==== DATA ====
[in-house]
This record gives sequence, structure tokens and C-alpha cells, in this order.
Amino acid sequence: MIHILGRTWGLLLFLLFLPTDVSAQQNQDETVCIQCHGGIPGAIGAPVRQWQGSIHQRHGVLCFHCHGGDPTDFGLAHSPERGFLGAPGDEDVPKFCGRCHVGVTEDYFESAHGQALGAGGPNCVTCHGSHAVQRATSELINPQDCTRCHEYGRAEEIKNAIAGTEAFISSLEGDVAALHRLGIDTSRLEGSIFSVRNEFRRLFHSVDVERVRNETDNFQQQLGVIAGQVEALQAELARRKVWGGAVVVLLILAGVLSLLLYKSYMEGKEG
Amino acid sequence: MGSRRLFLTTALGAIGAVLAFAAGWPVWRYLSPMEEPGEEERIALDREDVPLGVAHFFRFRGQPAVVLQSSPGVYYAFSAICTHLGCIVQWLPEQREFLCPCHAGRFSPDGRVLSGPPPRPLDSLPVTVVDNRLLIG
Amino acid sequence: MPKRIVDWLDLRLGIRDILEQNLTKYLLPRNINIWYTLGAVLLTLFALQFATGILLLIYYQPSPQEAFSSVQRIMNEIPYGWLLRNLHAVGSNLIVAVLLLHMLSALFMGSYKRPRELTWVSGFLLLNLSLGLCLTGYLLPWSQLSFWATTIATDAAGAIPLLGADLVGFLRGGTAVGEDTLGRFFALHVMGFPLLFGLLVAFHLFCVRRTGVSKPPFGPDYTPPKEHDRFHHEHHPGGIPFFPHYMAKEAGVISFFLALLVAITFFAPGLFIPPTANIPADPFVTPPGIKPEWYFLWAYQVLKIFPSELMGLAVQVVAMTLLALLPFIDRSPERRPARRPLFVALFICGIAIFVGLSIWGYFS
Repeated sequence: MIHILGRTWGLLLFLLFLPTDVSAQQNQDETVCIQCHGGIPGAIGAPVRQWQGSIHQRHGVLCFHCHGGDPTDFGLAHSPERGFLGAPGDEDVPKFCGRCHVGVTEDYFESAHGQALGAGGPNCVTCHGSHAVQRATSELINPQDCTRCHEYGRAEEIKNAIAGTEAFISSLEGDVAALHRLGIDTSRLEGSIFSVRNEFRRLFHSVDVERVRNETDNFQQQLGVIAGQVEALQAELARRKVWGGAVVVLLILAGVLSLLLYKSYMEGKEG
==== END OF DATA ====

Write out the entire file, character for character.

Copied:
[in-house]
This record gives sequence, structure tokens and C-alpha cells, in this order.
Amino acid sequence: MIHILGRTWGLLLFLLFLPTDVSAQQNQDETVCIQCHGGIPGAIGAPVRQWQGSIHQRHGVLCFHCHGGDPTDFGLAHSPERGFLGAPGDEDVPKFCGRCHVGVTEDYFESAHGQALGAGGPNCVTCHGSHAVQRATSELINPQDCTRCHEYGRAEEIKNAIAGTEAFISSLEGDVAALHRLGIDTSRLEGSIFSVRNEFRRLFHSVDVERVRNETDNFQQQLGVIAGQVEALQAELARRKVWGGAVVVLLILAGVLSLLLYKSYMEGKEG
Amino acid sequence: MGSRRLFLTTALGAIGAVLAFAAGWPVWRYLSPMEEPGEEERIALDREDVPLGVAHFFRFRGQPAVVLQSSPGVYYAFSAICTHLGCIVQWLPEQREFLCPCHAGRFSPDGRVLSGPPPRPLDSLPVTVVDNRLLIG
Amino acid sequence: MPKRIVDWLDLRLGIRDILEQNLTKYLLPRNINIWYTLGAVLLTLFALQFATGILLLIYYQPSPQEAFSSVQRIMNEIPYGWLLRNLHAVGSNLIVAVLLLHMLSALFMGSYKRPRELTWVSGFLLLNLSLGLCLTGYLLPWSQLSFWATTIATDAAGAIPLLGADLVGFLRGGTAVGEDTLGRFFALHVMGFPLLFGLLVAFHLFCVRRTGVSKPPFGPDYTPPKEHDRFHHEHHPGGIPFFPHYMAKEAGVISFFLALLVAITFFAPGLFIPPTANIPADPFVTPPGIKPEWYFLWAYQVLKIFPSELMGLAVQVVAMTLLALLPFIDRSPERRPARRPLFVALFICGIAIFVGLSIWGYFS
Repeated sequence: MIHILGRTWGLLLFLLFLPTDVSAQQNQDETVCIQCHGGIPGAIGAPVRQWQGSIHQRHGVLCFHCHGGDPTDFGLAHSPERGFLGAPGDEDVPKFCGRCHVGVTEDYFESAHGQALGAGGPNCVTCHGSHAVQRATSELINPQDCTRCHEYGRAEEIKNAIAGTEAFISSLEGDVAALHRLGIDTSRLEGSIFSVRNEFRRLFHSVDVERVRNETDNFQQQLGVIAGQVEALQAELARRKVWGGAVVVLLILAGVLSLLLYKSYMEGKEG